Should I leave and never come back?
I am a 42-year-old alcoholic and drug addict.
I have been in active addiction for my entire adult life. I have been actually making an honest effort to quit for two years(not continuously, of course, because I never make it more than a few months without using). I went to a 90-day inpatient treatment center two years ago and participated diligently in an AA homegroup after treatment for 18 months. I've also tried individual counselling.
My wife of 17 years is a saint. After my most recent relapse(I cringe to even use the word "relapse" because I've never been able to stay sober long enough to really have a relapse), she insisted on a six-month separation.
She still allows me to be a part of our three children's daily lives(as long as I appear to be sober).
I've been sleeping in my car because we don't have enough combined income to support two households. I have a job, and I deposit 80% of every paycheck into my wife's account.
I'm stuck: I see no available treatment options that offer any real chance of successs, and I'm still paying off the $20000 bill from the last treatment center. I'm beginning to wonder if the kindest thing I could do for my friends and loved ones is to leave and never come back. At least I could spare them front-row seats at the miseryfest that is surely coming.
The damage done to my wife is beyond repair, so my primary concern is the children. If I can't stay sober for more than a few months at a time, are they better off with me in their lives, or should I let them go and hope my wife finds a better man to raise them?
Call me -
Your wife doesn't need a "better man." She does need, however, a break.
That's why she is taking six months away from you, and has arranged for you to keep in constant touch with your children.
I'm impressed with the fact that you are still earning money during this difficult time - and that you give your family most of it. What impresses me also is that, even with only twenty percent of your income, you still have income to pay down your medical expenses -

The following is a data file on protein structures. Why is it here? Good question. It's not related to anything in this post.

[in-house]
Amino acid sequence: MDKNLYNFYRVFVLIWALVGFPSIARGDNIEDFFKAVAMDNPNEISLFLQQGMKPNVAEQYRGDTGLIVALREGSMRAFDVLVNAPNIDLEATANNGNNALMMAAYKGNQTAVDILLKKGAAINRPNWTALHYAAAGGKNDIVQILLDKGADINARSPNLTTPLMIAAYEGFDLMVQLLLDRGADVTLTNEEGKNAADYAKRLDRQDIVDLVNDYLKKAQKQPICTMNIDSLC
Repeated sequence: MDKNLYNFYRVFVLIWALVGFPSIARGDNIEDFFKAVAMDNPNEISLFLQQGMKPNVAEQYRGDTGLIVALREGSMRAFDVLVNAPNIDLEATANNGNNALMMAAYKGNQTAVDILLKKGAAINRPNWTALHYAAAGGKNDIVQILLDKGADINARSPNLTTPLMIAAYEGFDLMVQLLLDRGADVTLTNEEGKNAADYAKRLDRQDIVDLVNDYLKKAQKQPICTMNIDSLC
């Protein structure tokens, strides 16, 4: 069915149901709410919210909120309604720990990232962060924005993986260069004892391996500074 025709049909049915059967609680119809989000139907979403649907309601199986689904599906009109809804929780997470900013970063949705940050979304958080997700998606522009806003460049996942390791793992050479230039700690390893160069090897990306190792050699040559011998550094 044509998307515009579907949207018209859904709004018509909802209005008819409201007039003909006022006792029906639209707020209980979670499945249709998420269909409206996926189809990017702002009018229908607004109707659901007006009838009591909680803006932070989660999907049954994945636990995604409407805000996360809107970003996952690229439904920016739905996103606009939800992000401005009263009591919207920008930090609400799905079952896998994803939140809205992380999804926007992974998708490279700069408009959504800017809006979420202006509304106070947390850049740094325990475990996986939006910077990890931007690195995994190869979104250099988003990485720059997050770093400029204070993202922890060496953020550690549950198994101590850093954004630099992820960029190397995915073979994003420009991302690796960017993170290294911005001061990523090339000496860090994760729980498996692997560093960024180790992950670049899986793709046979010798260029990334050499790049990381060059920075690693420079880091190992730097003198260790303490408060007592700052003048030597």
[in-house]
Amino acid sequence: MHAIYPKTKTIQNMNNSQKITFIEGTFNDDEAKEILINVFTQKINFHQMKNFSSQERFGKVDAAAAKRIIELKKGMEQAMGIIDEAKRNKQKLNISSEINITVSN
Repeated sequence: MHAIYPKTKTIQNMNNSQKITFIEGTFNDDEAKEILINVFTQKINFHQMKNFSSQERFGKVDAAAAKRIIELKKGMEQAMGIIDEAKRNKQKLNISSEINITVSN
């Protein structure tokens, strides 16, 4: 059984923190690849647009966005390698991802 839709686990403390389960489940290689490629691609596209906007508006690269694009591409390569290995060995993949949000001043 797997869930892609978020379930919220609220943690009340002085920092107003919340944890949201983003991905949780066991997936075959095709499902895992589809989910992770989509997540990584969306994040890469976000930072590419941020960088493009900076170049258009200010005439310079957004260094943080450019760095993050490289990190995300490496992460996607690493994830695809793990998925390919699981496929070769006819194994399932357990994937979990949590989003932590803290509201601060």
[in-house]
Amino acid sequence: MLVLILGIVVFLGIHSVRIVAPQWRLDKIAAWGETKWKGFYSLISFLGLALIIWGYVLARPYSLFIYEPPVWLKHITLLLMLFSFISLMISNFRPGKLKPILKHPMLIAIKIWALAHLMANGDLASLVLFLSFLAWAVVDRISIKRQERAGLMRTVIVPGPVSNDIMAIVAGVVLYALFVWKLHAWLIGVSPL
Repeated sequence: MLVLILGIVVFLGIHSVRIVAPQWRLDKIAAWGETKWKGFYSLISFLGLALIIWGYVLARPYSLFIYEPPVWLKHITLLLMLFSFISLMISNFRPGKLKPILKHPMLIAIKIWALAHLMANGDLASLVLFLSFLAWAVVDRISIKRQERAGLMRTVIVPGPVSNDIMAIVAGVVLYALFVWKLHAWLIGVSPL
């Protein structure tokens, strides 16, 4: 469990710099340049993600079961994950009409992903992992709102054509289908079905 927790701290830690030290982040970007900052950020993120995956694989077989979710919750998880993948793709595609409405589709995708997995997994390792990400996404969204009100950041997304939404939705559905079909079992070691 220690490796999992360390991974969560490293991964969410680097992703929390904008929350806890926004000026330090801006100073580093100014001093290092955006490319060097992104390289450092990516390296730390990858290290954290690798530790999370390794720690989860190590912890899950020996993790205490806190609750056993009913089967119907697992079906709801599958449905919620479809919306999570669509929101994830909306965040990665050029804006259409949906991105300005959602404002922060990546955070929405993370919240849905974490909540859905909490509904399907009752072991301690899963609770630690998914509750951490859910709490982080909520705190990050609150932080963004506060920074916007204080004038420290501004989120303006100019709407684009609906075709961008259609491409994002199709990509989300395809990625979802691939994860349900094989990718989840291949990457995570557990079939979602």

Benjamin, Benjamin, Benjamin - - - you must know by now that, by sleeping in your car, you have indeed hit the bottom. Your addiction is successfully taking away your life.
In your letter to me, you ask if it is wise (or okay) to hand it over without a fight.
If your darling wife is willing to give you this six-month opportunity, grab it. Take hold, Ben. Get clean, sober, and stay that way for these six months.
If that means living out of your car - so be it.
If that means only visits with the kids, and demonstrations of your best behavior - yes! Do it!
Ben- - You're not "stuck." You need, however, a hero.
Be one. Be a hero for yourself and your children.
Stop the former life. Begin a new life.
Every religious tradition talks about death before resurrection; failing before succeeding. You say you've been a addict all your life. I doubt that.
This all began somewhere - - and now that you carry this disease, you alone must manage it. You alone can end the pain it causes everyone else.
Don't give in - don't back off - don't hand your life over to your addiction.
Fight the good fight. Be thankful for this chance. Grab it - make it worth your sacrifice and the suffering of your children and partner.
Let me know how things progress -
Presbyterian pastor, broadcast commentator, playwright and great friend.